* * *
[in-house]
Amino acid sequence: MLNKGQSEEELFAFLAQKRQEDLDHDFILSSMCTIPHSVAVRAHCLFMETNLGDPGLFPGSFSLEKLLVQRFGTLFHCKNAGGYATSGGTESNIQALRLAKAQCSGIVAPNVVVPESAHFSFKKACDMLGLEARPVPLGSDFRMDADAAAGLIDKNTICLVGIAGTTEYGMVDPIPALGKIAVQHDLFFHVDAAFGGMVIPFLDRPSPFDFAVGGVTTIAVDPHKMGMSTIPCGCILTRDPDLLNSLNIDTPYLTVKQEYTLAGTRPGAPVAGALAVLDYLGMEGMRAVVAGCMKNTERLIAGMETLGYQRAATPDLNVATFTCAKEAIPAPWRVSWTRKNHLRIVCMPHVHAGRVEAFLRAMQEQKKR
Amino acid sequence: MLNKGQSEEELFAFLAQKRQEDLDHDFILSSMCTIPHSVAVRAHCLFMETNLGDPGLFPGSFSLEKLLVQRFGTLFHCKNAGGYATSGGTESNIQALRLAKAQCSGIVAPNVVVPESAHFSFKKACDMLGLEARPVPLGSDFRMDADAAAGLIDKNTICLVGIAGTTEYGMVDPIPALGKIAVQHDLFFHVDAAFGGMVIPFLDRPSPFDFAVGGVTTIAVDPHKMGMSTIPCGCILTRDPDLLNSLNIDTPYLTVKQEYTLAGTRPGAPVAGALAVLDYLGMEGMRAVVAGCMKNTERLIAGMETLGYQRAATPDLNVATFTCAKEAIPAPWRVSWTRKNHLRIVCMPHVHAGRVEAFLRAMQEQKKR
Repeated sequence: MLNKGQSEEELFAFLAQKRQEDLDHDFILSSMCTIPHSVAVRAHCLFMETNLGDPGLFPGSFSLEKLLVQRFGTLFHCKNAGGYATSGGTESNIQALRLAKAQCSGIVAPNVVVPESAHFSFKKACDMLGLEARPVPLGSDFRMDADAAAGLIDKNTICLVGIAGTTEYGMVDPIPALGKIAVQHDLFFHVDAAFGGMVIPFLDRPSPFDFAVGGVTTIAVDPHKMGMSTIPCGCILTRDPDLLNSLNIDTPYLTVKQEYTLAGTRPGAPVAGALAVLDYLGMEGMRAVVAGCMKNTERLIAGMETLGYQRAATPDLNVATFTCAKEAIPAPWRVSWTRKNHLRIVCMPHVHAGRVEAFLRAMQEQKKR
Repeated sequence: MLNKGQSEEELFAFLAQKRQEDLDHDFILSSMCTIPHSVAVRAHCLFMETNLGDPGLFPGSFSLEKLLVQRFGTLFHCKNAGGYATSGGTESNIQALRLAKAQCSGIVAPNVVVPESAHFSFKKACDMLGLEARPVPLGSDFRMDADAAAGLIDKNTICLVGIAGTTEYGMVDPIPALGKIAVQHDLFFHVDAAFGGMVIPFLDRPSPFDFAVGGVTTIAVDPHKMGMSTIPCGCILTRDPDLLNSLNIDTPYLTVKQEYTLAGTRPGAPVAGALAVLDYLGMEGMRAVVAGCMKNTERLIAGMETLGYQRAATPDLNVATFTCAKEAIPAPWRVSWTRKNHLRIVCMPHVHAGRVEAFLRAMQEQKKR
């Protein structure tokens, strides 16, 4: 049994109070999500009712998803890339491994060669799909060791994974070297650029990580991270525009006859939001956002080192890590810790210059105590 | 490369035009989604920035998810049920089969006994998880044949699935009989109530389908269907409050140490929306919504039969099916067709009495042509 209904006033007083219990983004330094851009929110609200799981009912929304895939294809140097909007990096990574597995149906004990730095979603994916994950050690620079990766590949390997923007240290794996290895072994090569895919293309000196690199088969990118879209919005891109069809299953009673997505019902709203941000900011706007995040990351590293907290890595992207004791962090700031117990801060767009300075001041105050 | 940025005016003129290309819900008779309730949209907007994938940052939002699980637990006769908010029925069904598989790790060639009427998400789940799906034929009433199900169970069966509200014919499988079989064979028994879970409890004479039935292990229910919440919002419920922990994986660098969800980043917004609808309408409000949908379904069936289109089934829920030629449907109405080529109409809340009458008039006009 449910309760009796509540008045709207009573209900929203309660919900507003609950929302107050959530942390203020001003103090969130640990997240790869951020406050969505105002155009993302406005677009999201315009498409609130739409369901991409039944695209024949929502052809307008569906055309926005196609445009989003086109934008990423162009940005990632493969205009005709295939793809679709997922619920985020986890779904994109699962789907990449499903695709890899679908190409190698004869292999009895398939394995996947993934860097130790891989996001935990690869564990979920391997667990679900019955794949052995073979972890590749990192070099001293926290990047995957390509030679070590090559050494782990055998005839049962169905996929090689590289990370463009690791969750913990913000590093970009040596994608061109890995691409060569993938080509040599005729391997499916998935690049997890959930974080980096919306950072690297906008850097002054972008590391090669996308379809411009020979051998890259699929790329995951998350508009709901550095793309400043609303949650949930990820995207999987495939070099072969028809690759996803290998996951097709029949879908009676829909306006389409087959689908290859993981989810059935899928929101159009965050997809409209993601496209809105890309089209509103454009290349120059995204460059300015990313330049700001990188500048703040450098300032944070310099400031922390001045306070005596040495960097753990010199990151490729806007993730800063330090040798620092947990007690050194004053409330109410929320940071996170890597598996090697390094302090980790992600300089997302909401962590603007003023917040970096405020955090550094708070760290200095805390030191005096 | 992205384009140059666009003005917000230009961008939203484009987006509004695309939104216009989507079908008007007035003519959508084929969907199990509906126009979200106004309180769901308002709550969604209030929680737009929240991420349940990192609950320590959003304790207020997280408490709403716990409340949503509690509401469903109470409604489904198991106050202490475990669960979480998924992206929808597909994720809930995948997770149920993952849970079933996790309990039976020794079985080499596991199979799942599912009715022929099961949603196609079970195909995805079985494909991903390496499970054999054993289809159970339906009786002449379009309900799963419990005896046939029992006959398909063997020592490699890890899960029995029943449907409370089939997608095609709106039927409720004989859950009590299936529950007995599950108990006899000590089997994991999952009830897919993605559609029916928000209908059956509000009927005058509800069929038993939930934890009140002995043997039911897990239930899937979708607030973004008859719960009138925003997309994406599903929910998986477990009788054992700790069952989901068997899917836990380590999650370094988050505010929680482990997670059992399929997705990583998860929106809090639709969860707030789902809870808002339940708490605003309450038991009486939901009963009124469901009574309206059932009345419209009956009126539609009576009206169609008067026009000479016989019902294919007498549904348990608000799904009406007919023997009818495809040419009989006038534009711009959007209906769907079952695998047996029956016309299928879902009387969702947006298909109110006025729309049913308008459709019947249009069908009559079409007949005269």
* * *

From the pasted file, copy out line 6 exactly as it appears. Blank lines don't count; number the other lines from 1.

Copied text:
């Protein structure tokens, strides 16, 4: 049994109070999500009712998803890339491994060669799909060791994974070297650029990580991270525009006859939001956002080192890590810790210059105590 | 490369035009989604920035998810049920089969006994998880044949699935009989109530389908269907409050140490929306919504039969099916067709009495042509 209904006033007083219990983004330094851009929110609200799981009912929304895939294809140097909007990096990574597995149906004990730095979603994916994950050690620079990766590949390997923007240290794996290895072994090569895919293309000196690199088969990118879209919005891109069809299953009673997505019902709203941000900011706007995040990351590293907290890595992207004791962090700031117990801060767009300075001041105050 | 940025005016003129290309819900008779309730949209907007994938940052939002699980637990006769908010029925069904598989790790060639009427998400789940799906034929009433199900169970069966509200014919499988079989064979028994879970409890004479039935292990229910919440919002419920922990994986660098969800980043917004609808309408409000949908379904069936289109089934829920030629449907109405080529109409809340009458008039006009 449910309760009796509540008045709207009573209900929203309660919900507003609950929302107050959530942390203020001003103090969130640990997240790869951020406050969505105002155009993302406005677009999201315009498409609130739409369901991409039944695209024949929502052809307008569906055309926005196609445009989003086109934008990423162009940005990632493969205009005709295939793809679709997922619920985020986890779904994109699962789907990449499903695709890899679908190409190698004869292999009895398939394995996947993934860097130790891989996001935990690869564990979920391997667990679900019955794949052995073979972890590749990192070099001293926290990047995957390509030679070590090559050494782990055998005839049962169905996929090689590289990370463009690791969750913990913000590093970009040596994608061109890995691409060569993938080509040599005729391997499916998935690049997890959930974080980096919306950072690297906008850097002054972008590391090669996308379809411009020979051998890259699929790329995951998350508009709901550095793309400043609303949650949930990820995207999987495939070099072969028809690759996803290998996951097709029949879908009676829909306006389409087959689908290859993981989810059935899928929101159009965050997809409209993601496209809105890309089209509103454009290349120059995204460059300015990313330049700001990188500048703040450098300032944070310099400031922390001045306070005596040495960097753990010199990151490729806007993730800063330090040798620092947990007690050194004053409330109410929320940071996170890597598996090697390094302090980790992600300089997302909401962590603007003023917040970096405020955090550094708070760290200095805390030191005096 | 992205384009140059666009003005917000230009961008939203484009987006509004695309939104216009989507079908008007007035003519959508084929969907199990509906126009979200106004309180769901308002709550969604209030929680737009929240991420349940990192609950320590959003304790207020997280408490709403716990409340949503509690509401469903109470409604489904198991106050202490475990669960979480998924992206929808597909994720809930995948997770149920993952849970079933996790309990039976020794079985080499596991199979799942599912009715022929099961949603196609079970195909995805079985494909991903390496499970054999054993289809159970339906009786002449379009309900799963419990005896046939029992006959398909063997020592490699890890899960029995029943449907409370089939997608095609709106039927409720004989859950009590299936529950007995599950108990006899000590089997994991999952009830897919993605559609029916928000209908059956509000009927005058509800069929038993939930934890009140002995043997039911897990239930899937979708607030973004008859719960009138925003997309994406599903929910998986477990009788054992700790069952989901068997899917836990380590999650370094988050505010929680482990997670059992399929997705990583998860929106809090639709969860707030789902809870808002339940708490605003309450038991009486939901009963009124469901009574309206059932009345419209009956009126539609009576009206169609008067026009000479016989019902294919007498549904348990608000799904009406007919023997009818495809040419009989006038534009711009959007209906769907079952695998047996029956016309299928879902009387969702947006298909109110006025729309049913308008459709019947249009069908009559079409007949005269």